Such immense freedom takes time and effort to cultivate. And it involves reorienting our mindsets when it comes to understanding freedom. Paradoxically, freedom, as demonstrated by The Crown‘s Queen Elizabeth II, the autobiographical Anne Frank, the Jesus of the Gospels, and many others, comes first of all from accepting one’s state in life, from a willingness to live in the contexts which one does not choose and one cannot change. Only in this acceptance can freedom begin. True freedom is a feature of the interior life, rather than a consequence of one’s external circumstances. A princess can be enslaved, and an annexed teenager can be free.
Freedom is first of all given from God, and it can only come to fruition when accepted deeply within the self. But we fear freedom, because with freedom comes agency, responsibility, and culpability, both for oneself and for others. But the question is whether we, as Christians and as human beings, want to live as slaves or as free. I for myself choose the life of a free man. I will be no one’s victim.
More in this series:
- The Victim I: Who are the Victims?
- The Victim II: Anne Frank’s Paradox of Freedom
- The Victim III: The Gay Christian Victim
More on Catholicism and homosexuality here.
 Such activists live lives of pure distraction. It shouldn’t be surprising that a “calling out” culture flourishes in the social media age. We can now direct our computers to toss out “truth” like drones dropping bombs, isolating ourselves from the faces impacted by our words while we sit behind the safety of our backlit screens.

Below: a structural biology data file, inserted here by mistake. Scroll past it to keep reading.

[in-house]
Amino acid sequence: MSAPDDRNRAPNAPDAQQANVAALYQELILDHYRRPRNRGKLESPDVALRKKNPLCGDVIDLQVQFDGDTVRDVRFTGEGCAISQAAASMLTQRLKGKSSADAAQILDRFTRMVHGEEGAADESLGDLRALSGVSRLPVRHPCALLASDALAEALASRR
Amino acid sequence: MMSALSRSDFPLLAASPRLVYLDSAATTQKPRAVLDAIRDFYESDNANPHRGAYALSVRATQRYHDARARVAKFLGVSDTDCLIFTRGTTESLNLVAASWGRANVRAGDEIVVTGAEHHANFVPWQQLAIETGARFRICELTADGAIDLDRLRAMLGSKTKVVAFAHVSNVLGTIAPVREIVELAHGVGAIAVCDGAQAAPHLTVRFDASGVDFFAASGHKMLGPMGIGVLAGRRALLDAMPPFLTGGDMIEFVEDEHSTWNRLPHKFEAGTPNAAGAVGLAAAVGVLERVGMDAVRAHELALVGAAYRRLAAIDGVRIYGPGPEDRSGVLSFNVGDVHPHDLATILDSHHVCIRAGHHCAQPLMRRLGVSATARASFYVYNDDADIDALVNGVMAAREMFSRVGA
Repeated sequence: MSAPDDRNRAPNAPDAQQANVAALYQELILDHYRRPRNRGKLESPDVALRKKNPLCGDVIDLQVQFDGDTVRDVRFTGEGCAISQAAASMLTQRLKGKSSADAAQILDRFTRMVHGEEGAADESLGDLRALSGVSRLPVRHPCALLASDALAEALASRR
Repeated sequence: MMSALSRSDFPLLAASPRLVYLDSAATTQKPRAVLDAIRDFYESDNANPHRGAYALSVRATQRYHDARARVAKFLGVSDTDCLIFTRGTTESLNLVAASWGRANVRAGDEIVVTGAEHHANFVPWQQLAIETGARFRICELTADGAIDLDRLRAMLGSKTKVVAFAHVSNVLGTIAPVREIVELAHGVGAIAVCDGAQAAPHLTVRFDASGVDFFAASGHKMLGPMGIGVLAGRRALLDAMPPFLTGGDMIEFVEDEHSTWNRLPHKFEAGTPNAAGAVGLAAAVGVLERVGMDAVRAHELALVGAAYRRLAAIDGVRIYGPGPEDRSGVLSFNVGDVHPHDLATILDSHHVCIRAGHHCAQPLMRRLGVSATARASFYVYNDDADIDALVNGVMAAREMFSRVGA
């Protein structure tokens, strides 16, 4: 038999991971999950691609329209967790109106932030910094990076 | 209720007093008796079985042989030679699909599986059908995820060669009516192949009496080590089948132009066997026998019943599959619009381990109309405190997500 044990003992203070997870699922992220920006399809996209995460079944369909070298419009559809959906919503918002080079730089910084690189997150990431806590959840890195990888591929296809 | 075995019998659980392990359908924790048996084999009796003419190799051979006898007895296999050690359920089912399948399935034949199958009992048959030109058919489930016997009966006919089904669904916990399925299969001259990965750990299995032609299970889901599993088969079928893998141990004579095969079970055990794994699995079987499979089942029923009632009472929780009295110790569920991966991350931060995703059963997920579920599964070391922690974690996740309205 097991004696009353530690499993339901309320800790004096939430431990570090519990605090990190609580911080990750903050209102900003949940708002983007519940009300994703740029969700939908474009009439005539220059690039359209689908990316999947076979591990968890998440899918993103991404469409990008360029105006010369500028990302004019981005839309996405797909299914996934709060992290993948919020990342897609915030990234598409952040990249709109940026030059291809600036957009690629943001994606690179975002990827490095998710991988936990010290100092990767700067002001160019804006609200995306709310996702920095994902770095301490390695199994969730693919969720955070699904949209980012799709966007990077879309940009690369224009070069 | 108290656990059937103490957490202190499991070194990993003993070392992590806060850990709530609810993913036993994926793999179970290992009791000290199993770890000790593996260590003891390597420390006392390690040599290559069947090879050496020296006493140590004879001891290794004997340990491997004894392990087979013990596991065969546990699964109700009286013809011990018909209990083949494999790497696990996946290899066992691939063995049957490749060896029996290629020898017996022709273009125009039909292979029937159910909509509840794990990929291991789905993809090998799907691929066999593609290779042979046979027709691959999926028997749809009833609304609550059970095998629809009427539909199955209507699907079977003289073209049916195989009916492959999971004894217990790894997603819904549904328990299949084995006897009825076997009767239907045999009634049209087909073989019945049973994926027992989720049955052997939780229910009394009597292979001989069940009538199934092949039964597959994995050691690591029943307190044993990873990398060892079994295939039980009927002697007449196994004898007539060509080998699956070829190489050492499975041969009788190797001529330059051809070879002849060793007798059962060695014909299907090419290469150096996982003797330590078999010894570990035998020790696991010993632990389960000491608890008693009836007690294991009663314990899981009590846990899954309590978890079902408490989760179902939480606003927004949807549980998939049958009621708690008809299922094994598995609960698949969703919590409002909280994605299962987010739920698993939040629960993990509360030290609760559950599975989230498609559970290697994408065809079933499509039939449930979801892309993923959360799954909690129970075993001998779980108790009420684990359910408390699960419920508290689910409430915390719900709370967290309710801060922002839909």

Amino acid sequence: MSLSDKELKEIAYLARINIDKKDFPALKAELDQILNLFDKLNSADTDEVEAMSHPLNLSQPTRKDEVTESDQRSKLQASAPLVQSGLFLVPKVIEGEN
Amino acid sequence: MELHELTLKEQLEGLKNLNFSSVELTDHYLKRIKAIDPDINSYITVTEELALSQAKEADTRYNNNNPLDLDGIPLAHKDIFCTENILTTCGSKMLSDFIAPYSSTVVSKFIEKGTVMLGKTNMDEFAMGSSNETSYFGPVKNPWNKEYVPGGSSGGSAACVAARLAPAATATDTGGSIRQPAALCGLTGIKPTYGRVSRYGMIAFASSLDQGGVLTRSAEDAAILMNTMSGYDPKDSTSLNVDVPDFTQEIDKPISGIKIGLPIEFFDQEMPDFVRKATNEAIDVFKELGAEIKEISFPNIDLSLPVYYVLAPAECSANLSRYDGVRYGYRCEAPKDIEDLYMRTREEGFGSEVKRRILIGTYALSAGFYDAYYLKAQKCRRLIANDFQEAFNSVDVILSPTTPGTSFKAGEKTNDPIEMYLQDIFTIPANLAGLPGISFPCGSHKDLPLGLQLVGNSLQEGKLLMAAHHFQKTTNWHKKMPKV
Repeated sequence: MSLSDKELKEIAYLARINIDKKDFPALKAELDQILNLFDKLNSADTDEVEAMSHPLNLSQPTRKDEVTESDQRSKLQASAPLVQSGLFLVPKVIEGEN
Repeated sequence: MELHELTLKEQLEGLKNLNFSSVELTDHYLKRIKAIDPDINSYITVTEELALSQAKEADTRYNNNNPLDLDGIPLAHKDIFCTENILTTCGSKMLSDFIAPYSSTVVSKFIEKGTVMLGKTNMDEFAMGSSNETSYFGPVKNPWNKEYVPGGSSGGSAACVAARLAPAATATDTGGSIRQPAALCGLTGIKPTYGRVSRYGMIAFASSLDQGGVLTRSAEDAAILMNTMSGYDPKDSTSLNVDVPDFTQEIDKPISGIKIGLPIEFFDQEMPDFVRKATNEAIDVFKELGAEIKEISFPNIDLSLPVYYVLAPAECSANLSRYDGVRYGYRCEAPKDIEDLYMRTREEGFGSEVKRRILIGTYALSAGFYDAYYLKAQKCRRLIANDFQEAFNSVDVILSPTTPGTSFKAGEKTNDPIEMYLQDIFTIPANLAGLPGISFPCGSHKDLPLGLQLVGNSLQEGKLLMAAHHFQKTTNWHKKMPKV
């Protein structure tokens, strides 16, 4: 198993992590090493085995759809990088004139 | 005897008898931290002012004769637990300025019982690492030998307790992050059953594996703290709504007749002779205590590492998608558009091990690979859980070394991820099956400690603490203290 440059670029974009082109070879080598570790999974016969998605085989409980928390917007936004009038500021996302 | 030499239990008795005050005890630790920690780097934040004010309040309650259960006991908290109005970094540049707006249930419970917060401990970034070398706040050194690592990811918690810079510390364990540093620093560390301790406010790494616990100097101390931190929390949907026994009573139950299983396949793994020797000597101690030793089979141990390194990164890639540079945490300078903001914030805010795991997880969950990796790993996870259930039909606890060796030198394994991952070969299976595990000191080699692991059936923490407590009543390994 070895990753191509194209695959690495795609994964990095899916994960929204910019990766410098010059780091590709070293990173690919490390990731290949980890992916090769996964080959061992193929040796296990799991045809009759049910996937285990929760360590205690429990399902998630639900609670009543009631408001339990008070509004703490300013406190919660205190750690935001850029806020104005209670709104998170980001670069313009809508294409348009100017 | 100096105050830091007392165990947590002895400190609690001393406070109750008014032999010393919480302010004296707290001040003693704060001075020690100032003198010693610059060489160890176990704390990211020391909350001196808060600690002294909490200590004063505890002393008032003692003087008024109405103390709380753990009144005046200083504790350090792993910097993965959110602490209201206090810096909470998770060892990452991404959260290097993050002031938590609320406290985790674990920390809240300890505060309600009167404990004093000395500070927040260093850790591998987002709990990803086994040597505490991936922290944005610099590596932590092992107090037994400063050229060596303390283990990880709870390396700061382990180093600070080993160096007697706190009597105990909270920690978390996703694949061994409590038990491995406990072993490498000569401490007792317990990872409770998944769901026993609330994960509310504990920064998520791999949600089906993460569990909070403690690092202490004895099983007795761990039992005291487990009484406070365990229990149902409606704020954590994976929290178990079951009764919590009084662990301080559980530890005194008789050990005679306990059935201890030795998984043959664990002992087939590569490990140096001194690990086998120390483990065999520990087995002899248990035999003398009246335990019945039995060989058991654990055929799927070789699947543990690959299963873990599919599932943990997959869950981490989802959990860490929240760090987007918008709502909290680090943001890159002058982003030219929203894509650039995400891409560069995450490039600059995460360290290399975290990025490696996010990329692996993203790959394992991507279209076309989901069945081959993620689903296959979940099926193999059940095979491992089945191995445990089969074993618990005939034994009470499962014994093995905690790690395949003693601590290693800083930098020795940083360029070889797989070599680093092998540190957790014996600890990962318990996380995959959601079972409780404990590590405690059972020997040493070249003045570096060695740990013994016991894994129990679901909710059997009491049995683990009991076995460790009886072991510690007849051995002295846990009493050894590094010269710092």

And for others to treat us merely as victims is to infantilize us.
 Instead, you may share this post with the message: “I am sorry for the ways in which I have allowed members of the Church to marginalize gay persons, and I will seek ways to be a part of the change for the better.”
 I should clarify that when I say “Church teaching” on sexuality, I’m not referring to the prejudiced caricatured repressive nonsense presented by many “conservative” Catholics, which is mostly an elaboration of their own insecurities. Nor am I referring to the cliche and soupy anti-dogmatic evasions of many “liberal” Catholics. I am referring to Church teaching, that complex, dynamic, and attractive tradition of more than two millennia which includes but does not consist of articulated doctrines, and was as true in the first and twelfth and fifteenth centuries as it is today.